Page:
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Designing and Implementing an Effective Tobacco Counter-Marketing Campaign

Readability Pretesting

Readability formulas often are used to assess the reading level of materials. Reading level refers to the number of years of education required for a reader to understand a written passage. Some experts suggest aiming for a level that is two to five grades lower than the average grade your audience has achieved, to account for a probable decline in reading skills over time. Others say a third- to fifth-grade level is frequently appropriate for readers with low literacy.

When the target audience is the general population, keep publications as simple as

possible to increase reader comprehension. However, if publications are meant for a more educated, professional audience, simple materials might be considered insulting.

You’ll need to decide which reading level is appropriate for your materials. Then use one or more readability formulas to determine whether your text is written at that level. Fr ,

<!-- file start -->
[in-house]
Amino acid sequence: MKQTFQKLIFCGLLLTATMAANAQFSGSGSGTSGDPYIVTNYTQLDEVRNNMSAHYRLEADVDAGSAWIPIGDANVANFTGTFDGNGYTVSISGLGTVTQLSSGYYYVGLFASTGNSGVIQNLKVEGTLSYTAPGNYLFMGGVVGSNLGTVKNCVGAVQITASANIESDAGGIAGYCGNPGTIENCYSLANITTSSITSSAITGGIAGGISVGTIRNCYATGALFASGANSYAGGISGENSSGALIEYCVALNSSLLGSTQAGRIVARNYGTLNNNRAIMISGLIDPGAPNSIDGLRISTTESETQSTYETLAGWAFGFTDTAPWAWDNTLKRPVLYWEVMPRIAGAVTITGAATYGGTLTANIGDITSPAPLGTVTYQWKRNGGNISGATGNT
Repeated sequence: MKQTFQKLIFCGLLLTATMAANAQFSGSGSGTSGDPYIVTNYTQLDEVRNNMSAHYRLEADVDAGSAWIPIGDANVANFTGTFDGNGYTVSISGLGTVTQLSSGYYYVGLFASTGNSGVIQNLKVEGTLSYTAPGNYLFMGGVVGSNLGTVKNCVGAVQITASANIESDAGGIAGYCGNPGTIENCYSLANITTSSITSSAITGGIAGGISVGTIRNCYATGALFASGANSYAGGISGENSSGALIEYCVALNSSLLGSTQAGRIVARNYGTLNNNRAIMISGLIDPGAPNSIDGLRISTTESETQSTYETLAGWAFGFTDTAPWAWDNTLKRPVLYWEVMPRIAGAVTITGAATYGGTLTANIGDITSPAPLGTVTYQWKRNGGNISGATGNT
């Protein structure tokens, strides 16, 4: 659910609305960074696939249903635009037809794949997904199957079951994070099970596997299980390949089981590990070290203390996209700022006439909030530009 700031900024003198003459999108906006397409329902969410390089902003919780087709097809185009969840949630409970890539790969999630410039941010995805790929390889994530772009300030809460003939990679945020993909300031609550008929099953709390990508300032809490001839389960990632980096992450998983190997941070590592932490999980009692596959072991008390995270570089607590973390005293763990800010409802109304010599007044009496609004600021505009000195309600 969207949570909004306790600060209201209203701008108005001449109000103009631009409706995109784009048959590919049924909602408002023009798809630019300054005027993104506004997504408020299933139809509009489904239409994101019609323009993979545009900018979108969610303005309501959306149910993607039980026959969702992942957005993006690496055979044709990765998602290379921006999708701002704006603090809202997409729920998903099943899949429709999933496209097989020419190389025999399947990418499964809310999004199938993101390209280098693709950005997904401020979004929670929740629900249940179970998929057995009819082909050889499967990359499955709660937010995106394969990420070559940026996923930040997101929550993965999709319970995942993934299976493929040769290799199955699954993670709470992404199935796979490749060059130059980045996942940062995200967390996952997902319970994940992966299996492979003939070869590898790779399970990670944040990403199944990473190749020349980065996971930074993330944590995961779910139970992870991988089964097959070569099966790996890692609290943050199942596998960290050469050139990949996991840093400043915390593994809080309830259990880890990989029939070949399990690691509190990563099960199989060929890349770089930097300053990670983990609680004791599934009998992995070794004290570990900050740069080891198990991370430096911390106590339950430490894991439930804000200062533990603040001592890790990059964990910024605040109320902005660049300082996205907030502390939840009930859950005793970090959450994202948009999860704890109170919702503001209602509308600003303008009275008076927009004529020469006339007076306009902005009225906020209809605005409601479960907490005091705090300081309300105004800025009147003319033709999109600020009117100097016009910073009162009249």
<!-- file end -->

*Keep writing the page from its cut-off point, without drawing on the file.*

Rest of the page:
Flesch, FOG, and SMOG are among the most commonly used readability formulas (NCI 2002). Applying these formulas is a simple process that can be done manually or with a computer program in only a few minutes. (See

the National Cancer Institute’s Making Health Communication Programs Work: A Planner’s Guide [2002] for more information on readability formulas.)

Typicall , readability formulas measure the difficulty of the vocabulary used and the average sentence length. Readability software such as RightWriter and Grammatik analyze a document’s grammar, style, word usage, and punctuation and then assign a reading level. Some popular software programs such as Microsoft Word include a readability-testing function. However, these formulas don’t measure the reader’s level of comprehension. Researchers in one study suggest three principles for the use of readability formulas (NCI 1994):

  • 1.

    Use readability formulas only in concert with other means of assessing the effectiveness of the material.

  • 2.

    Use a formula only when the readers for whom a text is intended are similar to those on whom the formula was validated.

  • 3.

    Do not write a text with readability formulas in mind.

Chapter 3: Gaining and Using Target Audience Insights


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